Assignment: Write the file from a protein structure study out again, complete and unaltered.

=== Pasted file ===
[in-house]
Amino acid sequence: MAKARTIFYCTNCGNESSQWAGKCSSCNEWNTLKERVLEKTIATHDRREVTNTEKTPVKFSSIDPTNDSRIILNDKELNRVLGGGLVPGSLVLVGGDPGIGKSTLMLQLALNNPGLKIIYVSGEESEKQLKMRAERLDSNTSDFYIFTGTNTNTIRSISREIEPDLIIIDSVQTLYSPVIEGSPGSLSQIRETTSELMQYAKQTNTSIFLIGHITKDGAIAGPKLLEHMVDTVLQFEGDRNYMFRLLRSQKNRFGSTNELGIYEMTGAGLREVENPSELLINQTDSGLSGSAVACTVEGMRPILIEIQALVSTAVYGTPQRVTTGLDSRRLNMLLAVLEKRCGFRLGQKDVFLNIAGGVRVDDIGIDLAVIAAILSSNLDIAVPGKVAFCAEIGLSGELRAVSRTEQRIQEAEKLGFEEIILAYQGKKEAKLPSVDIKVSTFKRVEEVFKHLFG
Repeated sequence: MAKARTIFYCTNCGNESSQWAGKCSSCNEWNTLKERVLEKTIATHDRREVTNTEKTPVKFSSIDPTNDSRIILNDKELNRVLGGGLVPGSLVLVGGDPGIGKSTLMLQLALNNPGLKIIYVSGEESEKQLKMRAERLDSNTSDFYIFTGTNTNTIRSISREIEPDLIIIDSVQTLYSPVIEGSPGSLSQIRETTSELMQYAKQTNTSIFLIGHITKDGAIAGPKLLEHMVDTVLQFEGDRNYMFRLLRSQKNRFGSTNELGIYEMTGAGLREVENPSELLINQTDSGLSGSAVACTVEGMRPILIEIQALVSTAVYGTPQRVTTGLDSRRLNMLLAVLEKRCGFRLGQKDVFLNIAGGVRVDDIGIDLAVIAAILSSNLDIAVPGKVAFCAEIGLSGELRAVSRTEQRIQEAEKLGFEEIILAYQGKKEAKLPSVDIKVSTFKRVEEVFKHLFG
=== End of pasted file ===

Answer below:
[in-house]
Amino acid sequence: MAKARTIFYCTNCGNESSQWAGKCSSCNEWNTLKERVLEKTIATHDRREVTNTEKTPVKFSSIDPTNDSRIILNDKELNRVLGGGLVPGSLVLVGGDPGIGKSTLMLQLALNNPGLKIIYVSGEESEKQLKMRAERLDSNTSDFYIFTGTNTNTIRSISREIEPDLIIIDSVQTLYSPVIEGSPGSLSQIRETTSELMQYAKQTNTSIFLIGHITKDGAIAGPKLLEHMVDTVLQFEGDRNYMFRLLRSQKNRFGSTNELGIYEMTGAGLREVENPSELLINQTDSGLSGSAVACTVEGMRPILIEIQALVSTAVYGTPQRVTTGLDSRRLNMLLAVLEKRCGFRLGQKDVFLNIAGGVRVDDIGIDLAVIAAILSSNLDIAVPGKVAFCAEIGLSGELRAVSRTEQRIQEAEKLGFEEIILAYQGKKEAKLPSVDIKVSTFKRVEEVFKHLFG
Repeated sequence: MAKARTIFYCTNCGNESSQWAGKCSSCNEWNTLKERVLEKTIATHDRREVTNTEKTPVKFSSIDPTNDSRIILNDKELNRVLGGGLVPGSLVLVGGDPGIGKSTLMLQLALNNPGLKIIYVSGEESEKQLKMRAERLDSNTSDFYIFTGTNTNTIRSISREIEPDLIIIDSVQTLYSPVIEGSPGSLSQIRETTSELMQYAKQTNTSIFLIGHITKDGAIAGPKLLEHMVDTVLQFEGDRNYMFRLLRSQKNRFGSTNELGIYEMTGAGLREVENPSELLINQTDSGLSGSAVACTVEGMRPILIEIQALVSTAVYGTPQRVTTGLDSRRLNMLLAVLEKRCGFRLGQKDVFLNIAGGVRVDDIGIDLAVIAAILSSNLDIAVPGKVAFCAEIGLSGELRAVSRTEQRIQEAEKLGFEEIILAYQGKKEAKLPSVDIKVSTFKRVEEVFKHLFG